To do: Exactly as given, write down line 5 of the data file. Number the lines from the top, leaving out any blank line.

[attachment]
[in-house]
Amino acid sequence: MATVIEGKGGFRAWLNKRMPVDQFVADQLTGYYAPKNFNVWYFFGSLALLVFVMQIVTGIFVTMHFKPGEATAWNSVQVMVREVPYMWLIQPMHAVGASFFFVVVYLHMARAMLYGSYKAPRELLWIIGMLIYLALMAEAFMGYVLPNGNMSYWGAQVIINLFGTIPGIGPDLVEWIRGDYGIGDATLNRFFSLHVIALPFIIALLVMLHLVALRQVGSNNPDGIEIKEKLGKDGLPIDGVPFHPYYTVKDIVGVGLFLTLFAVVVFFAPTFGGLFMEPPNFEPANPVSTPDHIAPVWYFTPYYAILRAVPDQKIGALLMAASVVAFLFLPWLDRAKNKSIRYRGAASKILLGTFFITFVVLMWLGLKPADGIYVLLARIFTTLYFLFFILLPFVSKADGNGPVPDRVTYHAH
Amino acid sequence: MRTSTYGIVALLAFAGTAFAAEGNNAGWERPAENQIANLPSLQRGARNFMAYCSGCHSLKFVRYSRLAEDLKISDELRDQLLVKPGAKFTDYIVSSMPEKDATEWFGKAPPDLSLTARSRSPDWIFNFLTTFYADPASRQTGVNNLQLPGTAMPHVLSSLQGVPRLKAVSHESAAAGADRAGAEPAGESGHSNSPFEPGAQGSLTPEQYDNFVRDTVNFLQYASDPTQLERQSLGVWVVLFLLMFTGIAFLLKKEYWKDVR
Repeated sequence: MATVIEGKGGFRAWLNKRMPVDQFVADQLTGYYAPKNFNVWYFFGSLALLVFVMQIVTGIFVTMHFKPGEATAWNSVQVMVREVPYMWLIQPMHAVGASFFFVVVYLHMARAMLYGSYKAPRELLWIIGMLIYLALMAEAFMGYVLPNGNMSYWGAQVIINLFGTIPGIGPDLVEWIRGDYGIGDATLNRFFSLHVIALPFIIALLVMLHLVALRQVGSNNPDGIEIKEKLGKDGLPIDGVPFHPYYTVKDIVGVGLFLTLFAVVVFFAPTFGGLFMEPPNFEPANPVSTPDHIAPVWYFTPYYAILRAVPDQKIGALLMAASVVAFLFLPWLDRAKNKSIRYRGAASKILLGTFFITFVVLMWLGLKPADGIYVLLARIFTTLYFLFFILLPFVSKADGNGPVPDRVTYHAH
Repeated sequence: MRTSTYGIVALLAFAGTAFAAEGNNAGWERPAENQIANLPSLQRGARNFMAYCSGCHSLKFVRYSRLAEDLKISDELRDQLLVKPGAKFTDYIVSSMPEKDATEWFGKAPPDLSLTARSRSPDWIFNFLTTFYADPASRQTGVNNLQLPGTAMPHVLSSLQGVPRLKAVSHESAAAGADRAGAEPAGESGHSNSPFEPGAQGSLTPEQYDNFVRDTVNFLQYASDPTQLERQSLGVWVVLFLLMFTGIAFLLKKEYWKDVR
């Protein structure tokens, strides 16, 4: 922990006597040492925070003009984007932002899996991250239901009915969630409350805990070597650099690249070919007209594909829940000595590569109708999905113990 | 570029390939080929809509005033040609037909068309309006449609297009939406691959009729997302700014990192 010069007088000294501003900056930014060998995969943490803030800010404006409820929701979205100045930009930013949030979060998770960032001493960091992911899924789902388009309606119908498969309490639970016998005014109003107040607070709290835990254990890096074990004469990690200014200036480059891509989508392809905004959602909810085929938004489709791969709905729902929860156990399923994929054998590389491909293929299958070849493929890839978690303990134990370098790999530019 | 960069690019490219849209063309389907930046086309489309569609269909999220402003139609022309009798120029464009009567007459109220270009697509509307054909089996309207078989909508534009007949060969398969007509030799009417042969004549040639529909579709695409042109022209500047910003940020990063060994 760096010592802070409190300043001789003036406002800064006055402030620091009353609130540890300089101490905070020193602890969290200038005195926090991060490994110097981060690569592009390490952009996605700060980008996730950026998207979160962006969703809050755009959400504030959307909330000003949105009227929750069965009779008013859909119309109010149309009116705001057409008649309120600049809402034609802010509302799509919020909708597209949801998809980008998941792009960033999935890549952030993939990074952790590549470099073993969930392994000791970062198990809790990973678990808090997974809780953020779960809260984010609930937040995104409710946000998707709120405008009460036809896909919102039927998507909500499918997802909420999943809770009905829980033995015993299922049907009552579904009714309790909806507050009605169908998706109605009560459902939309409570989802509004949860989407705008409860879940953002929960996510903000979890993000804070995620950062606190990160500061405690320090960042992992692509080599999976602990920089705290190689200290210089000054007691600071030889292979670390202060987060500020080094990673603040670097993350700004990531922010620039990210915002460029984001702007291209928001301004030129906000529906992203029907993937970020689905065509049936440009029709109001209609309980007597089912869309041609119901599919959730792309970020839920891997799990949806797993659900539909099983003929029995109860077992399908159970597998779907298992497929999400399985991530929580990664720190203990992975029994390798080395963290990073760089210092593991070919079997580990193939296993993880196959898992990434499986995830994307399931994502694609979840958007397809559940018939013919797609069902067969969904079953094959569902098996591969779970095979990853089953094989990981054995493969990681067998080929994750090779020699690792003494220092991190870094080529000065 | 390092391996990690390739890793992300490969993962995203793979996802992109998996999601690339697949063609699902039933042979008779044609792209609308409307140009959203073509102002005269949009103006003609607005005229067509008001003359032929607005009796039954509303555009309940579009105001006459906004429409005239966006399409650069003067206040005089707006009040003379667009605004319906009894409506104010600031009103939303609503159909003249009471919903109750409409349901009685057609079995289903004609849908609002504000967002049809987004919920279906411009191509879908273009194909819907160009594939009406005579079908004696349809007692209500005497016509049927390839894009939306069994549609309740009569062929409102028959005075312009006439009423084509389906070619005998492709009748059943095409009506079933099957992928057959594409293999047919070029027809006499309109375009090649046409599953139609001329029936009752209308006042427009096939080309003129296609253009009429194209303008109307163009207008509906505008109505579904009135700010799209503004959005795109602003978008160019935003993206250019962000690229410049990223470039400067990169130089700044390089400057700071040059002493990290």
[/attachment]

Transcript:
Repeated sequence: MRTSTYGIVALLAFAGTAFAAEGNNAGWERPAENQIANLPSLQRGARNFMAYCSGCHSLKFVRYSRLAEDLKISDELRDQLLVKPGAKFTDYIVSSMPEKDATEWFGKAPPDLSLTARSRSPDWIFNFLTTFYADPASRQTGVNNLQLPGTAMPHVLSSLQGVPRLKAVSHESAAAGADRAGAEPAGESGHSNSPFEPGAQGSLTPEQYDNFVRDTVNFLQYASDPTQLERQSLGVWVVLFLLMFTGIAFLLKKEYWKDVR